, 13

13. P. Oswald, J. Baudry, and S. Pirkl, “Static and dynamic properties of cholesteric fingers in electric field,” Phys. Rep. 337(1-2), 67–96 (2000). [CrossRef]

]. These linear defect structures are stable after switching off the laser; this stability has the same physical underpinnings as that of Torons (Fig. 7). The video linked to Fig. 7(e) (Media 11) demonstrates that, similar to the case of Torons, these linear cholesteric structures can also be “erased” by applying low-voltage electric fields and then generated repeatedly. Thus, in homeotropic cholesteric cells with pd, in addition to the unwound uniform homeotropic structure, one can locally induce fingers and Torons that can be spatially patterned at will.

In the studied CLC cells, the local effective refractive index neff varies within a value range between the ordinary no and extraordinary ne indices, depending on the light propagation direction with respect to n^(r). For light incident orthogonally to the LC cell, the local effective index is neff = no in the areas with uniform vertical director. Within the localized Toron structures [Fig. 2(f)], the effective refractive index depends on the orientation of n^(r)with respect to the light polarization direction. For linearly polarized light propagating as an extraordinary wave, the effective refractive index is neff=none/(ne2cos2θ+no2sin2θ)1/2, whereθ is the angle between the light propagation direction and n^(r). This results in a refractive index contrast between the Toron domains and the surrounding homeotropic texture, being dependent on the direction of light propagation and the light polarization direction. In periodic laser-generated structures (Figs. 2-5), LC domains of higher and lower effective refracting index produce ordered photonic structures. Although the values of optical anisotropy of LCs are typically smaller than 0.5, nevertheless, photonic applications that do not require a large refractive index contrast providing the full photonic band gap (such as lasing [6

6. H. J. Coles and M. N. Pivnenko, “Liquid crystal ‘blue phases’ with a wide temperature range,” Nature 436(7053), 997–1000 (2005). [CrossRef] [PubMed]

8

8. B. Y. Zhang, F. B. Meng, and Y. H. Cong, “Optical characterization of polymer liquid crystal cell exhibiting polymer blue phases,” Opt. Express 15(16), 10175–10181 (2007). [CrossRef] [PubMed]

] and diffraction gratings) can be potentially realized.

5. Conclusion

We have demonstrated optical generation of arbitrary two-dimensional photonic patterns composed of localized cholesteric particle-like structures. These laser-generated photonic assemblies can be dynamically controlled and reconfigured using light and electric fields. They have potential uses for applications in all-optical light manipulation in diffractive optics, telecommunication, optoelectronics, optical computer integrated systems, tunable dispersion materials, tunable gratings in multiplex system, adaptive optics, all-optical information displays, optical data storage, and other all-optical photonic devices. Laser control of cholesteric structures can be extended to other stable and metastable structures such as cholesteric fingers, Torons of other types, cholesteric bubbles, umbilical and other textures [12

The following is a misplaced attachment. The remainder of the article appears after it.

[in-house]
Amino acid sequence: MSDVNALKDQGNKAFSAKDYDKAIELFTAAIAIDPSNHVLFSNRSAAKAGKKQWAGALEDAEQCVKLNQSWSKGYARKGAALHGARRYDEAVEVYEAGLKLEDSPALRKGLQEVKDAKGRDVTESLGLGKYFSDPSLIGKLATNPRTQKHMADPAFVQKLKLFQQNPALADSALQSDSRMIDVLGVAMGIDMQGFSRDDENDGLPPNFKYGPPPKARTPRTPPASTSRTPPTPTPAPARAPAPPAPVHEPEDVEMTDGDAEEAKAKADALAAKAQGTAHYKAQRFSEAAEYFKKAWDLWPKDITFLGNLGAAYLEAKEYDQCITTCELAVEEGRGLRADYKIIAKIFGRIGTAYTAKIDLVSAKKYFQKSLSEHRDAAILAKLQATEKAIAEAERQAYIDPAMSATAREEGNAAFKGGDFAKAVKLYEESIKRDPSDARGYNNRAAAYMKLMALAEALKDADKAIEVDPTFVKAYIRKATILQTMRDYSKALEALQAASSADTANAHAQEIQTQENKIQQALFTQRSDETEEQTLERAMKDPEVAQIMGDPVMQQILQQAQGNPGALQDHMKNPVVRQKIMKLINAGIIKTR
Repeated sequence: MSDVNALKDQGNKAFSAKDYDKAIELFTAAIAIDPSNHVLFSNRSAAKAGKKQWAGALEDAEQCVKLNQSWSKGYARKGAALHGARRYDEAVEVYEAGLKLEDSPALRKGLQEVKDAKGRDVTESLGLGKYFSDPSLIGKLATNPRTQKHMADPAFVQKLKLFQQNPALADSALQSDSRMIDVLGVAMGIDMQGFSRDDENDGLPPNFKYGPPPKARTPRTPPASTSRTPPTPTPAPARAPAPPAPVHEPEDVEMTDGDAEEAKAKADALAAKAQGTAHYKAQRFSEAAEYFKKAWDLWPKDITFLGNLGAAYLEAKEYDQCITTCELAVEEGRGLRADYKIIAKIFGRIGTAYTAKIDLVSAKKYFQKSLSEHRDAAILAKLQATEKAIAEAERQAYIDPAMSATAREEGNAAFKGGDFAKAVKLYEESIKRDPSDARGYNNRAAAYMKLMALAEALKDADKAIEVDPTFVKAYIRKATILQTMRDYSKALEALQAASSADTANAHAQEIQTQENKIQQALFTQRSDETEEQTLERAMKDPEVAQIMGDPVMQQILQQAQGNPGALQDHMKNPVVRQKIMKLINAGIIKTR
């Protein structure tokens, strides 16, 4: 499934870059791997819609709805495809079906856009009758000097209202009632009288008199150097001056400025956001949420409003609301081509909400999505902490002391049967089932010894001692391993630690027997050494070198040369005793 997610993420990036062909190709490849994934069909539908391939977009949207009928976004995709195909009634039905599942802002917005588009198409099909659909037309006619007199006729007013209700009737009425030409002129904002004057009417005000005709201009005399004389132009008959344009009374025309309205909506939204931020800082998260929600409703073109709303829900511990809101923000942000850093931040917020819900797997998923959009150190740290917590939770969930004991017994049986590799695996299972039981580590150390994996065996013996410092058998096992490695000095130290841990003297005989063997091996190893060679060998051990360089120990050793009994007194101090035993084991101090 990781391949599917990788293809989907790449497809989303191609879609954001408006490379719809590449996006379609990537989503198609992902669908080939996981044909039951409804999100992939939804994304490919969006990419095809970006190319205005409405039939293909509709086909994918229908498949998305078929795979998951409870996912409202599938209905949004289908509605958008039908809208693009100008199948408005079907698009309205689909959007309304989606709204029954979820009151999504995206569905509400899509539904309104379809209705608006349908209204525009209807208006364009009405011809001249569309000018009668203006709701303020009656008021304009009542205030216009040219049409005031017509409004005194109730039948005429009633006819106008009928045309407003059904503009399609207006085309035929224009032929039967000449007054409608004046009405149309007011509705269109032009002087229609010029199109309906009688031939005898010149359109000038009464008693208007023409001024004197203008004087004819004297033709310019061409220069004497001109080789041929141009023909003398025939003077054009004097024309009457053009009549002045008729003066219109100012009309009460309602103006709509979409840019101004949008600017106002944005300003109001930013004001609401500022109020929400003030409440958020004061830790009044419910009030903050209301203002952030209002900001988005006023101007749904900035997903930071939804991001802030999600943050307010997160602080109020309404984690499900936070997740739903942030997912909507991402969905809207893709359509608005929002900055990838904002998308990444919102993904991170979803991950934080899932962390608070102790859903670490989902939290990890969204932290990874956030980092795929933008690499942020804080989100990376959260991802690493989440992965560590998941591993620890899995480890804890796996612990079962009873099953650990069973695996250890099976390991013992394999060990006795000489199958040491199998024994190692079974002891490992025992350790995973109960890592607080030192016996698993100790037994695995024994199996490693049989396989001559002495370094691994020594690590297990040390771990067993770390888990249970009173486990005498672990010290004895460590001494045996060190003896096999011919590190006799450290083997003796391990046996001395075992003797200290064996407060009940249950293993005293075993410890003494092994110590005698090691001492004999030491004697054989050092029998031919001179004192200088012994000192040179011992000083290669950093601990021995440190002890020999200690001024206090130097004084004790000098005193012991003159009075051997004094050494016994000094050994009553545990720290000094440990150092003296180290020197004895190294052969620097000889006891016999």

12. I. I. Smalyukh, B. I. Senyuk, P. Palffy-Muhoray, O. D. Lavrentovich, H. Huang, E. C. Gartland Jr, V. H. Bodnar, T. Kosa, and B. Taheri, “Electric-field-induced nematic-cholesteric transition and three-dimensional director structures in homeotropic cells,” Phys. Rev. E Stat. Nonlin. Soft Matter Phys. 72(6), 061707 (2005). [CrossRef] [PubMed]

14

14. I. I. Smalyukh, Y. Lansac, N. A. Clark, and R. P. Trivedi, “Three-dimensional structure and multistable optical switching of triple-twisted particle-like excitations in anisotropic fluids,” Nat. Mater. 9, 139–145 (2010). [CrossRef] [PubMed]

,27

27. V. G. Bhide, S. Chandra, S. C. Jain, and R. K. Medhekar, “Structure and properties of bubble domains in cholesteric-nematic mixtures,” J. Appl. Phys. 47(1), 120–126 (1976). [CrossRef]

33

33. W. E. L. Haas and J. E. Adams, “New optical storage mode in liquid crystals,” Appl. Phys. Lett. 25(10), 535–537 (1974). [CrossRef]

].

Acknowledgments

This work was supported by the Institute for Complex Adaptive Matter (IIS, CWT), the Directorate of Chemistry and Life Sciences of Air Force Office of Scientific Research (DK, AVK, ANK, PNP), and NSF grants nos. DMR-0820579 (IIS, TL, RPT) and DMR-0847782 (IIS, PJA). We acknowledge discussions with N.A. Clark, D. Gardner, Y. Lansac, and B.I. Senyuk.

References and links

1.

J. D. Joannopoulos, S. G. Johnson, J. N. Winn, and R. D. Meade, Photonic Crystals: Molding the Flow of Light, 2nd ed. (Princeton Univ. Press, 2008).

2.

K. Busch, G. von Freymann, S. Linden, S. F. Mingaleev, L. Tkeshelashvili, and M. Wegener, “Periodic nanostructures for photonics,” Phys. Rep. 444(3-6), 101–202 (2007). [CrossRef]

3.

E. Yablonovitch, “Inhibited spontaneous emission in solid-state physics and electronics,” Phys. Rev. Lett. 58(20), 2059–2062 (1987). [CrossRef] [PubMed]

4.

S. John, “Strong localization of photons in certain disordered dielectric superlattices,” Phys. Rev. Lett. 58(23), 2486–2489 (1987). [CrossRef] [PubMed]

5.

J. Yamamoto and H. Tanaka, “Dynamic control of the photonic smectic order of membranes,” Nat. Mater. 4(1), 75–80 (2005). [CrossRef] [PubMed]

6.

H. J. Coles and M. N. Pivnenko, “Liquid crystal ‘blue phases’ with a wide temperature range,” Nature 436(7053), 997–1000 (2005). [CrossRef] [PubMed]

7.

P. N. Prasad, Nanophotonics (John Wiley & Sons, Inc. 2004).

8.

B. Y. Zhang, F. B. Meng, and Y. H. Cong, “Optical characterization of polymer liquid crystal cell exhibiting polymer blue phases,” Opt. Express 15(16), 10175–10181 (2007). [CrossRef] [PubMed]

9.

S. J. Woltman, G. D. Jay, and G. P. Crawford, “Liquid-crystal materials find a new order in biomedical applications,” Nat. Mater. 6(12), 929–938 (2007). [CrossRef] [PubMed]

10.

P.-G. de Gennes and J. Prost, The Physics of Liquid Crystals, 2nd ed. (Clarendon, 1993).

11.

P. M. Chaikin and T. C. Lubensky, Principles of Condensed Matter Physics (Cambridge University Press, 1995).